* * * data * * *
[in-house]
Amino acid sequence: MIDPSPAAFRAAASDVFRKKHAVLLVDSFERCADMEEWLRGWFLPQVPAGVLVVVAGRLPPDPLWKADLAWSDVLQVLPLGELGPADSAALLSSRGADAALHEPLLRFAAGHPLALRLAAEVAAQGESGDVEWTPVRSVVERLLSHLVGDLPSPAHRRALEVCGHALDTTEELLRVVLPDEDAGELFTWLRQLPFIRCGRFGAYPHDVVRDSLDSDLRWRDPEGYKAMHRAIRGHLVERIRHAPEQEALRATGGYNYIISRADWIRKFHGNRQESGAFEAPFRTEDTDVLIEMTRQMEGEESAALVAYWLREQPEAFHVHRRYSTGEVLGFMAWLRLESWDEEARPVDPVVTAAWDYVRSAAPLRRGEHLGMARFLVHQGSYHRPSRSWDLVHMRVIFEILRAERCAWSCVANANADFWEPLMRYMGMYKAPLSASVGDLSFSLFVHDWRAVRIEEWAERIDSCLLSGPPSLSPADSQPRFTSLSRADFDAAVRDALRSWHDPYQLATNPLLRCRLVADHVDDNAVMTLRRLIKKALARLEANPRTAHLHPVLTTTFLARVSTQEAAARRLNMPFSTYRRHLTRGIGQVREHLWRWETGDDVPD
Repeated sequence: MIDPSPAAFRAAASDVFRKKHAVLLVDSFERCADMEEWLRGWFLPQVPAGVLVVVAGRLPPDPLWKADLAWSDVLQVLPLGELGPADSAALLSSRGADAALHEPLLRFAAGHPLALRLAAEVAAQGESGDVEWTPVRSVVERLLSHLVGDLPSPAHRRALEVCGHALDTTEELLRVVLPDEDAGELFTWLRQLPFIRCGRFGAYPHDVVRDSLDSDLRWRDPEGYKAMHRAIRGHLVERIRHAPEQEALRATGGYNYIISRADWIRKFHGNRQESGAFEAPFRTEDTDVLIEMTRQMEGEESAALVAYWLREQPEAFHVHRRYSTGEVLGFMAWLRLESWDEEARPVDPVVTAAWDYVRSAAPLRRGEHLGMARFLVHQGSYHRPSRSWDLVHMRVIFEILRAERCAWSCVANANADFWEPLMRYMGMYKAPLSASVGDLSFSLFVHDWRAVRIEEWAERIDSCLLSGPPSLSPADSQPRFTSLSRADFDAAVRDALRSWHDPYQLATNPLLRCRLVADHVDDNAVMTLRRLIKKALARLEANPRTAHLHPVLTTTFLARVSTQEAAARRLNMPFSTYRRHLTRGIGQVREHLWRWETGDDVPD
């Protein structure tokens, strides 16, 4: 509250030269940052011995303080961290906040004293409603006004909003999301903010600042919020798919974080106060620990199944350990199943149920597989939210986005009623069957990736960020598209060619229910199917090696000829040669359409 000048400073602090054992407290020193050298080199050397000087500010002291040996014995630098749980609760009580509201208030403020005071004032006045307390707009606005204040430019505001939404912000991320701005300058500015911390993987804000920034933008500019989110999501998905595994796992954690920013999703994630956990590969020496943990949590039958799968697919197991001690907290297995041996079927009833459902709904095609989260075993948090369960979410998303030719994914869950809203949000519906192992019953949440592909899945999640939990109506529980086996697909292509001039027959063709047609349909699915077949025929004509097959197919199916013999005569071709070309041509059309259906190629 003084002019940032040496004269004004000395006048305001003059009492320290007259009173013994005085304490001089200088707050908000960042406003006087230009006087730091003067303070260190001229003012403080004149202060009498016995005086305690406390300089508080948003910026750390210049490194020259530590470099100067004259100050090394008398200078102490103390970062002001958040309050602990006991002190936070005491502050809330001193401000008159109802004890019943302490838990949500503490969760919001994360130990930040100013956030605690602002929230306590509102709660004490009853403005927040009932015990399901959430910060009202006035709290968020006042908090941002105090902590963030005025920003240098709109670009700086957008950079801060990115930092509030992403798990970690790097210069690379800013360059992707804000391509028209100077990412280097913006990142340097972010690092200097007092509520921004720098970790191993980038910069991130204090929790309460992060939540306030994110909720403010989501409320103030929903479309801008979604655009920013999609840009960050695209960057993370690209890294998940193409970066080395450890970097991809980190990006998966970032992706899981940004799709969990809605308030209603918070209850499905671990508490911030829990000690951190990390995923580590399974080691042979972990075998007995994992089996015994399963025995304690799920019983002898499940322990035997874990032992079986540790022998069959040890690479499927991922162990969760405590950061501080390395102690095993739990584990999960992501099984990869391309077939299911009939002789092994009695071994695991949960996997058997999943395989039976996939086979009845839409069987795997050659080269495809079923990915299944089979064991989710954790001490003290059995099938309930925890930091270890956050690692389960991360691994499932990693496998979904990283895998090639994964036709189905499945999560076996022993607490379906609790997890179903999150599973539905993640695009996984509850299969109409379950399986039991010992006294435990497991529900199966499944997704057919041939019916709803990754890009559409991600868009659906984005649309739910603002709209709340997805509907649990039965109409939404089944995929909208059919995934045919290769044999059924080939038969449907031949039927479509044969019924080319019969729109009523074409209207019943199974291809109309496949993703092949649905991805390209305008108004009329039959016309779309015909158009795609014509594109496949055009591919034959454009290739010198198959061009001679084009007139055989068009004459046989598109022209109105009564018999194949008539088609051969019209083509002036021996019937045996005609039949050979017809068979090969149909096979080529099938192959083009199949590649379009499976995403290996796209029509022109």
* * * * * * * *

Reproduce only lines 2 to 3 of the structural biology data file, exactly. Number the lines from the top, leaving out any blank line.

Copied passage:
Amino acid sequence: MIDPSPAAFRAAASDVFRKKHAVLLVDSFERCADMEEWLRGWFLPQVPAGVLVVVAGRLPPDPLWKADLAWSDVLQVLPLGELGPADSAALLSSRGADAALHEPLLRFAAGHPLALRLAAEVAAQGESGDVEWTPVRSVVERLLSHLVGDLPSPAHRRALEVCGHALDTTEELLRVVLPDEDAGELFTWLRQLPFIRCGRFGAYPHDVVRDSLDSDLRWRDPEGYKAMHRAIRGHLVERIRHAPEQEALRATGGYNYIISRADWIRKFHGNRQESGAFEAPFRTEDTDVLIEMTRQMEGEESAALVAYWLREQPEAFHVHRRYSTGEVLGFMAWLRLESWDEEARPVDPVVTAAWDYVRSAAPLRRGEHLGMARFLVHQGSYHRPSRSWDLVHMRVIFEILRAERCAWSCVANANADFWEPLMRYMGMYKAPLSASVGDLSFSLFVHDWRAVRIEEWAERIDSCLLSGPPSLSPADSQPRFTSLSRADFDAAVRDALRSWHDPYQLATNPLLRCRLVADHVDDNAVMTLRRLIKKALARLEANPRTAHLHPVLTTTFLARVSTQEAAARRLNMPFSTYRRHLTRGIGQVREHLWRWETGDDVPD
Repeated sequence: MIDPSPAAFRAAASDVFRKKHAVLLVDSFERCADMEEWLRGWFLPQVPAGVLVVVAGRLPPDPLWKADLAWSDVLQVLPLGELGPADSAALLSSRGADAALHEPLLRFAAGHPLALRLAAEVAAQGESGDVEWTPVRSVVERLLSHLVGDLPSPAHRRALEVCGHALDTTEELLRVVLPDEDAGELFTWLRQLPFIRCGRFGAYPHDVVRDSLDSDLRWRDPEGYKAMHRAIRGHLVERIRHAPEQEALRATGGYNYIISRADWIRKFHGNRQESGAFEAPFRTEDTDVLIEMTRQMEGEESAALVAYWLREQPEAFHVHRRYSTGEVLGFMAWLRLESWDEEARPVDPVVTAAWDYVRSAAPLRRGEHLGMARFLVHQGSYHRPSRSWDLVHMRVIFEILRAERCAWSCVANANADFWEPLMRYMGMYKAPLSASVGDLSFSLFVHDWRAVRIEEWAERIDSCLLSGPPSLSPADSQPRFTSLSRADFDAAVRDALRSWHDPYQLATNPLLRCRLVADHVDDNAVMTLRRLIKKALARLEANPRTAHLHPVLTTTFLARVSTQEAAARRLNMPFSTYRRHLTRGIGQVREHLWRWETGDDVPD